Anita Salvato had barely said hello when she began to cry.
“I’m sorry,” she said, between sobs. “It’s got me in a tizzy. I’m usually self-sufficient. It is scaring the hell out of me. I’m so afraid. I’m so frightened.”
What has Salvato in a tizzy is the near-collapse of Pennsylvania’s unemployment compensation system.
In mid-December, the state closed three service centers and furloughed 521 workers, or a third of the people who deal with unemployment compensation. Since then, calling the number on the state’s unemployment website has been an exercise in frustration with endless busy signals, dropped calls, and hours spent on hold.
Salvato, an executive assistant, lost her job Feb. 13.
It took her eight weeks to get her first check, despite intense effort and no opposition from her former employer, a Philadelphia hospital.
This week, when legislators return from recess, the House may vote on a measure that would apply $15 million to temporarily fix the mess and rehire some of those laid off. A Senate version, SB 250, passed by 39-8 on March 29, with Sen. Scott Wagner (R., York), a potential gubernatorial challenger, voting no. His fellow Republicans say the Pennsylvania Department of Labor and Industry is poorly run, evidenced by its costly failure to modernize its computer system.
The measure won't permanently resolve problems of running the state's unemployment benefit system, say advocates for the unemployed. A new funding source must be found. One idea? Shift some of the unemployment taxes that employees pay from benefits to administration.
Salvato will be watching. After working for decades, she’s behind on the mortgage for her South Philadelphia rowhouse. She thinks she’ll lose her car. Luckily, she qualified for food stamps, although so far, she has received only $100 worth.
“I manage,” she said. “I have soup or something.”
The current debacle stems from a political dispute between Wagner and Gov. Wolf, but its roots reach back to at least 2002, grounded in how states fund unemployment compensation.
The federal government pays unemployment administrative costs, including call centers, software, and website. Under federal law, only unemployment insurance payroll employer taxes can fund benefits. In Pennsylvania, employee taxes could finance administrative costs, but traditionally, have just paid for benefits.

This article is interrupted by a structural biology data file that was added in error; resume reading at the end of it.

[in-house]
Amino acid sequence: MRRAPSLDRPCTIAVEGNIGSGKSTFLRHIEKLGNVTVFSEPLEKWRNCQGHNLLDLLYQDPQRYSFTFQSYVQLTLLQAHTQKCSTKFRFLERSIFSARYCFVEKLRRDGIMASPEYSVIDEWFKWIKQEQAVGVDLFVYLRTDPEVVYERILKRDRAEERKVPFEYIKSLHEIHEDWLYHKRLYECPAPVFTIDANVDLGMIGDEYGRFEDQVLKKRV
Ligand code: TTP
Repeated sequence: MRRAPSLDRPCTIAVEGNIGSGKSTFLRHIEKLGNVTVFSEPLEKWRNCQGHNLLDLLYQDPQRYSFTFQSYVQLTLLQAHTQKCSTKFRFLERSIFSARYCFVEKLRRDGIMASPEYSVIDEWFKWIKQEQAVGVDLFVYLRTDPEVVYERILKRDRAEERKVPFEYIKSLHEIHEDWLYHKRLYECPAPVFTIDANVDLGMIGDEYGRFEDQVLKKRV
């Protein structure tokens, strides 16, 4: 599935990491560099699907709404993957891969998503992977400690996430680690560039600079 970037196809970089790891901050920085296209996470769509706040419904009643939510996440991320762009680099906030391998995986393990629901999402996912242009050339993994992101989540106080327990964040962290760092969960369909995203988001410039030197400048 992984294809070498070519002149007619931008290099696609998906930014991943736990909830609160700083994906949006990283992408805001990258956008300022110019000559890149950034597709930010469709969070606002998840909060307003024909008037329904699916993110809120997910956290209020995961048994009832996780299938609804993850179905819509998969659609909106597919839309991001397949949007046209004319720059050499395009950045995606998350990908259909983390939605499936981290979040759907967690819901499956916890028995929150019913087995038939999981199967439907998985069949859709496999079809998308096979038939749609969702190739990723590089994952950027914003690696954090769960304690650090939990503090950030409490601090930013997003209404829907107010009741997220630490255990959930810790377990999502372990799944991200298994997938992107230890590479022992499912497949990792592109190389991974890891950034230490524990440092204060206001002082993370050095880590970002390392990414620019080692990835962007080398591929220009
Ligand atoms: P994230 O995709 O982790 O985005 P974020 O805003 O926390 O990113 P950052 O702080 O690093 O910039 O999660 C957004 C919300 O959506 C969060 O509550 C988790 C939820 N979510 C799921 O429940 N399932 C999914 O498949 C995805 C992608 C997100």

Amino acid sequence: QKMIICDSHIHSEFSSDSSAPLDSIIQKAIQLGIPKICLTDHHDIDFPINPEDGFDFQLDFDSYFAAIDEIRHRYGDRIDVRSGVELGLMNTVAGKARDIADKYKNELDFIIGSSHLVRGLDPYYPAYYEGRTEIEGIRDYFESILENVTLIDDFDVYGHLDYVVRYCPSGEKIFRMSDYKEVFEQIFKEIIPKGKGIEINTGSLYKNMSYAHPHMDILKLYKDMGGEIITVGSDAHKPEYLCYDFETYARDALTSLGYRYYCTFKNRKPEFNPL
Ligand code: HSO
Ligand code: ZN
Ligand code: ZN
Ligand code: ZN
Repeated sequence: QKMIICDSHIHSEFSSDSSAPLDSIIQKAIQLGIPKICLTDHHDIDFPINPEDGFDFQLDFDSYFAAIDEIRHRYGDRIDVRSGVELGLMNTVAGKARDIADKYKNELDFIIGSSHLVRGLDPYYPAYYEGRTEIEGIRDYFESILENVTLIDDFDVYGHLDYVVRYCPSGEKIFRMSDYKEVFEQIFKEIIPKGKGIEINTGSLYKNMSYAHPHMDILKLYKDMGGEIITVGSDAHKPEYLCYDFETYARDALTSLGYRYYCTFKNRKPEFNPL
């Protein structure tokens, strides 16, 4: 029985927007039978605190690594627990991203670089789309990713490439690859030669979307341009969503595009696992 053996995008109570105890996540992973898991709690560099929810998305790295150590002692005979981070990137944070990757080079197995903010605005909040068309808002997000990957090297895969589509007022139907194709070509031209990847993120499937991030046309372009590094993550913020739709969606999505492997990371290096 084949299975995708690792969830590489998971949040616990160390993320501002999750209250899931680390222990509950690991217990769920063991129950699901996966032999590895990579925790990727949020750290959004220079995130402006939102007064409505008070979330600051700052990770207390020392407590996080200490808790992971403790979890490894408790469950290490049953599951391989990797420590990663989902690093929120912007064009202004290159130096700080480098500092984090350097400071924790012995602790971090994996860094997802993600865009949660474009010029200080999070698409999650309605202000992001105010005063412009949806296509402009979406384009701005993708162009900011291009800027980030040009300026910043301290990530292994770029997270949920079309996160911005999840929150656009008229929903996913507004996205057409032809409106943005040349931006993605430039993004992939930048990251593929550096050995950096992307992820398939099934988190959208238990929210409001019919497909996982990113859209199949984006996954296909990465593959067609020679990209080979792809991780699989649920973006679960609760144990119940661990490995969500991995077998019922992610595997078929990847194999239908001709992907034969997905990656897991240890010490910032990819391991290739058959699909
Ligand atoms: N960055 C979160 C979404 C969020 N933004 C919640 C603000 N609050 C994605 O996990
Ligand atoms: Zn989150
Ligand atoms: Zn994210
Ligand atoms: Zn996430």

In 2002, the U.S. distributed $41 billion in surplus unemployment trust money to the states; Pennsylvania received $337.6 million, according to a report by Sharon Dietrich, Community Legal Services of Philadelphia’s litigation director.
Some was allotted to modernize Pennsylvania's unemployment computer system, which, even by 2006, was still using COBOL, an early programming language, Dietrich said.
In 2006, IBM landed the modernization contract.
“After years of unsuccessful work, the IBM project was abandoned in July 2013 … more than $60 million over budget,” Dietrich wrote. “The magnitude of the IBM disaster in Pennsylvania may be unmatched.”
That colossal failure influenced Senate Republicans in November, when they nixed appropriating $57.5 million to supplement federal contributions to unemployment administration. Layoffs followed.
On March 9, Pennsylvania’s Department of Labor and Industry sued IBM in Common Pleas Court: “Despite being paid $170 million, IBM never delivered the modern, integrated computer system it committed to build, instead delivering failed promises and a failed project,” the suit said.
The suit “underscores the concerns we have had all along and the questions we have been asking about [how Labor and Industry] is using and spending the resources that have been allocated,” Jennifer Kocher, spokeswoman for Senate Majority Leader Jake Corman (R., Centre), told the Pittsburgh Post-Gazette.
IBM spokesman Clint Roswell said in a statement that the state’s claims “have no merit” and that IBM would “vigorously” defend itself.
The situation is dire for clients of Julia Simon-Mishel, staff attorney at Philadelphia Legal Assistance.
Not only can’t they file claims readily, but many referees who adjudicated contested claims have been laid off. Even people calling to repay an overpayment can’t get through, leaving them vulnerable to fraud charges.
Given the dropped calls and busy signals, many, including Salvato and laid-off chef Eric Lawrenson, 47, turned to one sure way to talk to a human being about unemployment: Use the “bat phone” at a Pennsylvania CareerLink office.
It’s not a "Batphone," of course, but it does connect directly to a person, an employee of Pennsylvania’s Department of Labor and Industry, who picks up the phone — no holding, no hang-ups, no busy signals. The result? Long lines to use a single phone at each CareerLink office on Mondays, Tuesdays, and Thursdays, the only days someone answers those phones.
Lawrenson said the system’s website might be adequate for ordinary cases, but for anything tricky, “it doesn’t work.” So, at 9 a.m. one Monday in early April, Lawrenson, of South Philadelphia, went to CareerLink’s office at Suburban Station, and received a ticket — number 40.
Lawrenson, who lost his job Feb. 28, had gotten just $49 worth of work from a friend. The friend wrote a payroll check, causing Lawrenson to lose his benefits. So, after many failed calls and online efforts, Lawrenson joined the phone line.
By 3 p.m. that Monday, only 18 people had gotten to use the phone, but not Lawrenson. The next day, he returned, even earlier.
Salvato also tried the bat phone, after she spent days hitting redial after each busy signal, after being on hold, and after calling two Pennsylvania legislators, who advised her to fax her information to unemployment headquarters in Harrisburg, where it disappeared into a bureaucratic abyss.
“It looked like the bread line during the Depression,” she said, describing the phone line at CareerLink.